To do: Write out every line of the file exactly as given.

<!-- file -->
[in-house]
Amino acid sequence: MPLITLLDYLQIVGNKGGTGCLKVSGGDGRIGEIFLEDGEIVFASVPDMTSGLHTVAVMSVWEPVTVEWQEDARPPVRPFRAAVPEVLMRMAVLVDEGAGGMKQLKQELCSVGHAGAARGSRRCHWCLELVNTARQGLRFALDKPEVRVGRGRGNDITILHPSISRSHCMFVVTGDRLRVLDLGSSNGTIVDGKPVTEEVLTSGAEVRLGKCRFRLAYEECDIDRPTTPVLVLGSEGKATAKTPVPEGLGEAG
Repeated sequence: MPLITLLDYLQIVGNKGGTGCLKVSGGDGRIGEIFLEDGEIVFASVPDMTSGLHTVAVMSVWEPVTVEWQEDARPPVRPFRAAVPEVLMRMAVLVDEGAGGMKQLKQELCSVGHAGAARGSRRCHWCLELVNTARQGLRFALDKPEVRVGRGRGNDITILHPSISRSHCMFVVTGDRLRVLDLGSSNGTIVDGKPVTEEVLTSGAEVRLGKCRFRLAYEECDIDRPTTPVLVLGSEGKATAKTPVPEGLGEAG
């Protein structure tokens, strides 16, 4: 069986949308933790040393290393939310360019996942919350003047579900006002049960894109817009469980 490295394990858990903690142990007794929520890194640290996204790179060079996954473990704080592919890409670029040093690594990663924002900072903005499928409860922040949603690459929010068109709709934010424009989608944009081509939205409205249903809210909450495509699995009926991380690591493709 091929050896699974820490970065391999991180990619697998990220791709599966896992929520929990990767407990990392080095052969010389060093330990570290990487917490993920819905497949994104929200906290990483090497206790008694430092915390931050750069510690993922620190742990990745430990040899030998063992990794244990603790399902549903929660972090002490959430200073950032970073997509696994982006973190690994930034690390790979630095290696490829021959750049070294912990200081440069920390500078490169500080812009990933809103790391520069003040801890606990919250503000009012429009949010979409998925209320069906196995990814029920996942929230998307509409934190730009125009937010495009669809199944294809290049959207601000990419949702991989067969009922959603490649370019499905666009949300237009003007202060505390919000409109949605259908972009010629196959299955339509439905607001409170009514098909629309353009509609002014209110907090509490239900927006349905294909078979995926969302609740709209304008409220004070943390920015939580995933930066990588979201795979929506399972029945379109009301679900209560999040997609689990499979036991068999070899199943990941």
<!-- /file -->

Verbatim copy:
[in-house]
Amino acid sequence: MPLITLLDYLQIVGNKGGTGCLKVSGGDGRIGEIFLEDGEIVFASVPDMTSGLHTVAVMSVWEPVTVEWQEDARPPVRPFRAAVPEVLMRMAVLVDEGAGGMKQLKQELCSVGHAGAARGSRRCHWCLELVNTARQGLRFALDKPEVRVGRGRGNDITILHPSISRSHCMFVVTGDRLRVLDLGSSNGTIVDGKPVTEEVLTSGAEVRLGKCRFRLAYEECDIDRPTTPVLVLGSEGKATAKTPVPEGLGEAG
Repeated sequence: MPLITLLDYLQIVGNKGGTGCLKVSGGDGRIGEIFLEDGEIVFASVPDMTSGLHTVAVMSVWEPVTVEWQEDARPPVRPFRAAVPEVLMRMAVLVDEGAGGMKQLKQELCSVGHAGAARGSRRCHWCLELVNTARQGLRFALDKPEVRVGRGRGNDITILHPSISRSHCMFVVTGDRLRVLDLGSSNGTIVDGKPVTEEVLTSGAEVRLGKCRFRLAYEECDIDRPTTPVLVLGSEGKATAKTPVPEGLGEAG
């Protein structure tokens, strides 16, 4: 069986949308933790040393290393939310360019996942919350003047579900006002049960894109817009469980 490295394990858990903690142990007794929520890194640290996204790179060079996954473990704080592919890409670029040093690594990663924002900072903005499928409860922040949603690459929010068109709709934010424009989608944009081509939205409205249903809210909450495509699995009926991380690591493709 091929050896699974820490970065391999991180990619697998990220791709599966896992929520929990990767407990990392080095052969010389060093330990570290990487917490993920819905497949994104929200906290990483090497206790008694430092915390931050750069510690993922620190742990990745430990040899030998063992990794244990603790399902549903929660972090002490959430200073950032970073997509696994982006973190690994930034690390790979630095290696490829021959750049070294912990200081440069920390500078490169500080812009990933809103790391520069003040801890606990919250503000009012429009949010979409998925209320069906196995990814029920996942929230998307509409934190730009125009937010495009669809199944294809290049959207601000990419949702991989067969009922959603490649370019499905666009949300237009003007202060505390919000409109949605259908972009010629196959299955339509439905607001409170009514098909629309353009509609002014209110907090509490239900927006349905294909078979995926969302609740709209304008409220004070943390920015939580995933930066990588979201795979929506399972029945379109009301679900209560999040997609689990499979036991068999070899199943990941």